It turns out that those meadows/flats would mark the start of a roughly 80 mile stretch with no snow! For two days i would walk on a high desert ridge/plateau and see snow-covered Mt Shasta to my north, and snow-covered Lassen Peak to my south. Each standing out starkly from the land around them. I was not expecting to find high desert again, especially one sitting on top of old lava flows.



From Old Station, through Burney, and nearing Castilla (highway 5) i won't have snow to think about. For maybe 15-20 miles, a day before Castilla, i will hit it again. But snow, like most things, is just annoying and not anything i need to worry about. My feet will be wet for 20 miles, my pace slowed a little, but NO MOSQUITOES! Yay!

Next stop Mt Shasta, CA!

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Truckee (1158) to Burney (1415) 
Here is my snow report for Truckee to Burney.

I am currently in Burney, CA, having started in Truckee on June 21.

1. Basically, going in to town or a highway crossing you will see the trail.

2. Between towns/highways i had lots of snow. Above 6300 i rarely saw the trail, above 5800 i would easily lose it with the patchy snow, below 5800 would be small patches or pure, dry land.

3. Conditions may vary depending on location and sun exposure. Streams for me were mostly snow bridges, but by now there might be some exposed.

4. GPS a must. Even following fire roads was difficult with drifts of +/- 6' obscuring the topography.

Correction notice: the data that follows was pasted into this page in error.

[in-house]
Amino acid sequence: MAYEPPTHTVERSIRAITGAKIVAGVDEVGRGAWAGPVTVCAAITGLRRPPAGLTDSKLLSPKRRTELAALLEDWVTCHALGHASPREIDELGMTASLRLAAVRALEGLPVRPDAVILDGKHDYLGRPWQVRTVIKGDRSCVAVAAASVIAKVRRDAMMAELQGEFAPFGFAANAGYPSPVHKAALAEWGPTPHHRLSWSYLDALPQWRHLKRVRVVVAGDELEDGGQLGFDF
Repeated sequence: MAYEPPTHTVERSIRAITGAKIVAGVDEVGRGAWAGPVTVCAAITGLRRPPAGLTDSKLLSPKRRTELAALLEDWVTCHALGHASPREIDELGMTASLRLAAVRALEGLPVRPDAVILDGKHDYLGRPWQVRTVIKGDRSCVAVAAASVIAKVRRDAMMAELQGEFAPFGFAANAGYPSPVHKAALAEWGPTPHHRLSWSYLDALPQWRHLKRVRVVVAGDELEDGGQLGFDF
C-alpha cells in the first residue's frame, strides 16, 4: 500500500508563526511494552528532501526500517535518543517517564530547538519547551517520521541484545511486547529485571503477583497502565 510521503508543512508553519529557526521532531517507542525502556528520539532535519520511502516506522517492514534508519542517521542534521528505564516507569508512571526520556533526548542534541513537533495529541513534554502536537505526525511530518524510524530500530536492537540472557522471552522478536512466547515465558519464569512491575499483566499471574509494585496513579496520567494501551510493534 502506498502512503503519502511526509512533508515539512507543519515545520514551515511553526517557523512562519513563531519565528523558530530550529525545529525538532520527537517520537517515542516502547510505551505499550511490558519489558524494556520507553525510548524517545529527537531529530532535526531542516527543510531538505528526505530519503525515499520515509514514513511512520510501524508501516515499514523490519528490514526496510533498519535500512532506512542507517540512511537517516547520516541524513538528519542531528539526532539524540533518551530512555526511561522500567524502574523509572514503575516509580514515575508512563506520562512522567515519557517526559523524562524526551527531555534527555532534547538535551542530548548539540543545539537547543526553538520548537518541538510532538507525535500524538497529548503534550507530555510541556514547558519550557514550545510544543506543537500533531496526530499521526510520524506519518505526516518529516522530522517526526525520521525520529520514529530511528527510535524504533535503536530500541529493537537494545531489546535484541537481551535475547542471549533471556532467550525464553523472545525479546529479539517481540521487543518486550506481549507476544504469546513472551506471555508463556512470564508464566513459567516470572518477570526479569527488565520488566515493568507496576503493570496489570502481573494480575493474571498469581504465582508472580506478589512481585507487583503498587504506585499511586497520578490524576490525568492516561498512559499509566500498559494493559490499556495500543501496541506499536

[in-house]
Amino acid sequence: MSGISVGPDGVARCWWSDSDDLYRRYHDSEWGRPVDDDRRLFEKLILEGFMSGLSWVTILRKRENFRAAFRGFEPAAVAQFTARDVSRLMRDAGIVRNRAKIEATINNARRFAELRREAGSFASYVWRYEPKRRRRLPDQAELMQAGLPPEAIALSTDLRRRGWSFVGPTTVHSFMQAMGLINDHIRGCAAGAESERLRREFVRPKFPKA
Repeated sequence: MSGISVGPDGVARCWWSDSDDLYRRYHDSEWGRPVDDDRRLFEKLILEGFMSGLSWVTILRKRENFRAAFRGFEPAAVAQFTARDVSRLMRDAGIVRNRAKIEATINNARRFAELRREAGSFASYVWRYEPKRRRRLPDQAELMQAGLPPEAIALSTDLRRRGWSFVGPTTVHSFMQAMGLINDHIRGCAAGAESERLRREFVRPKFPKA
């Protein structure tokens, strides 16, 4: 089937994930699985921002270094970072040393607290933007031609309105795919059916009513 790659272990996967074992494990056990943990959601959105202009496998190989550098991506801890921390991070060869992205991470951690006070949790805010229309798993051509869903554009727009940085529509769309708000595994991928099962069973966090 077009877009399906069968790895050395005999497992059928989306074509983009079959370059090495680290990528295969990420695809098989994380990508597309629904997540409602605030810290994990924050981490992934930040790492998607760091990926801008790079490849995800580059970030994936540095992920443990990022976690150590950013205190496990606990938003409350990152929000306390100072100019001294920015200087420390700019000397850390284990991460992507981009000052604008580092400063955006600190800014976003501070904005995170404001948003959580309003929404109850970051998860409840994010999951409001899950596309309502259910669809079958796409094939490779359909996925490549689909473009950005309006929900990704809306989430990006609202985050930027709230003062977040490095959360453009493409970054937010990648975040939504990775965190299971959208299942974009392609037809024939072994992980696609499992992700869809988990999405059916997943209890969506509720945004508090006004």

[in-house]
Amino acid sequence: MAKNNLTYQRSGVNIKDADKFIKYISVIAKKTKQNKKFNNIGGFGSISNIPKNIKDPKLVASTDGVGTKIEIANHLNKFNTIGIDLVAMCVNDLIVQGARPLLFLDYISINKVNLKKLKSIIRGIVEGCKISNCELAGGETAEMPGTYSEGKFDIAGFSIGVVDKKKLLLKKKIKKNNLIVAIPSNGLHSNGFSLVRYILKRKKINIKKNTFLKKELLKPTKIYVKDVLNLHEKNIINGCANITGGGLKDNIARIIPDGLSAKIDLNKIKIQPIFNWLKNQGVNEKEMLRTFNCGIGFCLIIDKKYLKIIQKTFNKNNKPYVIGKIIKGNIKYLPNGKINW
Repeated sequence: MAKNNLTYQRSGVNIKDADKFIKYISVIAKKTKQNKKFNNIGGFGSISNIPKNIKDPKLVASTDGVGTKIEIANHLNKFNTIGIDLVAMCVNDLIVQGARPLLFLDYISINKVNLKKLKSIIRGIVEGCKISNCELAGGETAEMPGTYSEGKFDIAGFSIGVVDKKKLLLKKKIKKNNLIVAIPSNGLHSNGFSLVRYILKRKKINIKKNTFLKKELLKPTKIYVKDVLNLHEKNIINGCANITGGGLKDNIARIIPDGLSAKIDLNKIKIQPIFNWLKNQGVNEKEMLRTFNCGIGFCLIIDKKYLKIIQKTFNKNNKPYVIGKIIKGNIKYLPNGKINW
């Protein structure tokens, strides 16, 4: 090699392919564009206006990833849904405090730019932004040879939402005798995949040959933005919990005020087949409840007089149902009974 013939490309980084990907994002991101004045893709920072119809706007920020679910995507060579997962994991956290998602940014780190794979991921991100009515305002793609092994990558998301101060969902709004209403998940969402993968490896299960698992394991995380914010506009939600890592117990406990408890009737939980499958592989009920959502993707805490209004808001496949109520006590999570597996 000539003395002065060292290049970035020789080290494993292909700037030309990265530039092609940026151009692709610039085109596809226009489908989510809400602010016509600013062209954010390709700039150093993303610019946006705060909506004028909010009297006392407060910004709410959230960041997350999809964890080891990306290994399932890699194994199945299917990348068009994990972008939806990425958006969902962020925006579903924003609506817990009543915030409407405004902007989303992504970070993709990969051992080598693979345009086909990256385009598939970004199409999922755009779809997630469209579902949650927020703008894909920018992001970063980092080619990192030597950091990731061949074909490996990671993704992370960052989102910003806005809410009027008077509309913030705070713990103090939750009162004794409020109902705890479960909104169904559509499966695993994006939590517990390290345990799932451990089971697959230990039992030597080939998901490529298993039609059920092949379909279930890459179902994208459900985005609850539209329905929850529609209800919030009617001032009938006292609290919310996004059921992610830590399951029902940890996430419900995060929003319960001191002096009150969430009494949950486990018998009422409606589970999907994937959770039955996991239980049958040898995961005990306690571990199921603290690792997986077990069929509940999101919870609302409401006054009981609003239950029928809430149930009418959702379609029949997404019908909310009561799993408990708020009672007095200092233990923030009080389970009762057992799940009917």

5. Crampons/traction? Not sure. I wore crampons for the first 30 miles from Truckee because temps were still cold, but beyond that i rarely ever NEEDED them. The surface snow was loose enough most of the time so that a good kick-step was sufficient. I never wished i had an ice axe. The day after Lassen got that rain, i almost needed traction since the snow packed up hard.

6. I'm able to do 22-28 miles on snow, which is down from my usual 32-36 on dry land. Definitely eating/drinking twice my normal diet. 

7. Truckee to Belden i saw NO other people on the trail (except one trail crew near Sierra City) when i ran into Gourmet + Obsidian who were turning back. I rarely ever saw tracks, but i did often see vehicle tracks. Oh, and somehow the bear/deer still know where the PCT is under all that snow.

8. The only difficult stream crossing was Kings Creek 2.5 miles north of Drakesbad. The bridge is washed out (happens every year) but there is a very slick tree across the creek. In the morning there was 8" of clearance under the tree when i shimmied across, but at least 4 sobo hikers have been swept away here, all having crossed in the evening. It can be 4-5' deep, so plan ahead. 

9. The creek crossings north of Belden Town, at the top of the long canyon, were fine. One had a nice long, shallow crossing (knee to thigh deep depending on time of day), the second crossing has a big fallen tree to use.

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On Hat Creek Rim 
It's Andrea again. I just got a call from Ken-- he's made it to Hat Creek Rim north of Old Station. He's fine and enjoying good views and clear weather. Happy trails!